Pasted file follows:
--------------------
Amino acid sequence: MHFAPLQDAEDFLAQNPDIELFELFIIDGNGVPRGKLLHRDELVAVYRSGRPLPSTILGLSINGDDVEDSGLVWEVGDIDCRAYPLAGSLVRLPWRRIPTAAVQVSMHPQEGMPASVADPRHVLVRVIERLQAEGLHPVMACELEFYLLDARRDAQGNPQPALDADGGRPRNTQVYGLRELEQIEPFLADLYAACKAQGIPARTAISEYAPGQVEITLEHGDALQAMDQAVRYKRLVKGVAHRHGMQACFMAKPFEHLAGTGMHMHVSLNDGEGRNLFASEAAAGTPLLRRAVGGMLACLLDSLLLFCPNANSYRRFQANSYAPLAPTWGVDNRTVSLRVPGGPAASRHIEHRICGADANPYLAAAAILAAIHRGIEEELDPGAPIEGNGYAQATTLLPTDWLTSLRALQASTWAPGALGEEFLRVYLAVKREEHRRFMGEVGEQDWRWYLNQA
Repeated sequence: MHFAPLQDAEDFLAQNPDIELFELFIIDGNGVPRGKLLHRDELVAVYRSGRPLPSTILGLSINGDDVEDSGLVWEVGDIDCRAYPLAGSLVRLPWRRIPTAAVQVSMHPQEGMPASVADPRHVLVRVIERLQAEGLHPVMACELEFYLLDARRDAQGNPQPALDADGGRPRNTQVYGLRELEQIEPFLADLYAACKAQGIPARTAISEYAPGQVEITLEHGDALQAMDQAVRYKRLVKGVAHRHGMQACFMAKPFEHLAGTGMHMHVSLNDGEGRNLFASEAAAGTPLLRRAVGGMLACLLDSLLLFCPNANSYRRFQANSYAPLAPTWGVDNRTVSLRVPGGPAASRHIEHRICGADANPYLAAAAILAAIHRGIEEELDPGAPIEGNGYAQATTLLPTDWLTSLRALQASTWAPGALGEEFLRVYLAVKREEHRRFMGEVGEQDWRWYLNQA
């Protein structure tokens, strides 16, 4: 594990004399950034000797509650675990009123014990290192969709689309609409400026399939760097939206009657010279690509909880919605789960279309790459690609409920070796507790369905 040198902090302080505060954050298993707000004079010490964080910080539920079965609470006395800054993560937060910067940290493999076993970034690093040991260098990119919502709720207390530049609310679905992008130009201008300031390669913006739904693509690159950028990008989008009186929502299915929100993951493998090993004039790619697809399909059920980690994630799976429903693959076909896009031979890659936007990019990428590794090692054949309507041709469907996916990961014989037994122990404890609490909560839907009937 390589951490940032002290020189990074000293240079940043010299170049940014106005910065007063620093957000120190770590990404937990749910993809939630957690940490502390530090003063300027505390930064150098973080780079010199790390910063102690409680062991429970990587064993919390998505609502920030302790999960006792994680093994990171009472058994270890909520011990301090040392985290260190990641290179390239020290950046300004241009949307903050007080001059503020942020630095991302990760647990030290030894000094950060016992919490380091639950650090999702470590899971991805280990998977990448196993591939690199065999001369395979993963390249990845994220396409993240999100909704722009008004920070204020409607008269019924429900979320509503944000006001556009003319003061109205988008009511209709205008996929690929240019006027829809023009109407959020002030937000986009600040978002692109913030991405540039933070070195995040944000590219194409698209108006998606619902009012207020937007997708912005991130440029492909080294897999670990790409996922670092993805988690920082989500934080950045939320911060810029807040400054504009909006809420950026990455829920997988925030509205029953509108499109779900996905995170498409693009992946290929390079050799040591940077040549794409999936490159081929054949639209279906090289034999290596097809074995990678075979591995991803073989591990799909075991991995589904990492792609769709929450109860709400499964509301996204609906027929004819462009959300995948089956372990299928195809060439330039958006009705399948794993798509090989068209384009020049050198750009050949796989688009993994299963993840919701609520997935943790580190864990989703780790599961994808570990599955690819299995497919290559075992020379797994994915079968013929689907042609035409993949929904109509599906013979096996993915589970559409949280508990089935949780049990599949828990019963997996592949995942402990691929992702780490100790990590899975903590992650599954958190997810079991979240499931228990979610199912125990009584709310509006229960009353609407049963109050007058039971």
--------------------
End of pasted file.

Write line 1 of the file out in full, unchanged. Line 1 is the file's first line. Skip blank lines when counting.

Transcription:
Amino acid sequence: MHFAPLQDAEDFLAQNPDIELFELFIIDGNGVPRGKLLHRDELVAVYRSGRPLPSTILGLSINGDDVEDSGLVWEVGDIDCRAYPLAGSLVRLPWRRIPTAAVQVSMHPQEGMPASVADPRHVLVRVIERLQAEGLHPVMACELEFYLLDARRDAQGNPQPALDADGGRPRNTQVYGLRELEQIEPFLADLYAACKAQGIPARTAISEYAPGQVEITLEHGDALQAMDQAVRYKRLVKGVAHRHGMQACFMAKPFEHLAGTGMHMHVSLNDGEGRNLFASEAAAGTPLLRRAVGGMLACLLDSLLLFCPNANSYRRFQANSYAPLAPTWGVDNRTVSLRVPGGPAASRHIEHRICGADANPYLAAAAILAAIHRGIEEELDPGAPIEGNGYAQATTLLPTDWLTSLRALQASTWAPGALGEEFLRVYLAVKREEHRRFMGEVGEQDWRWYLNQA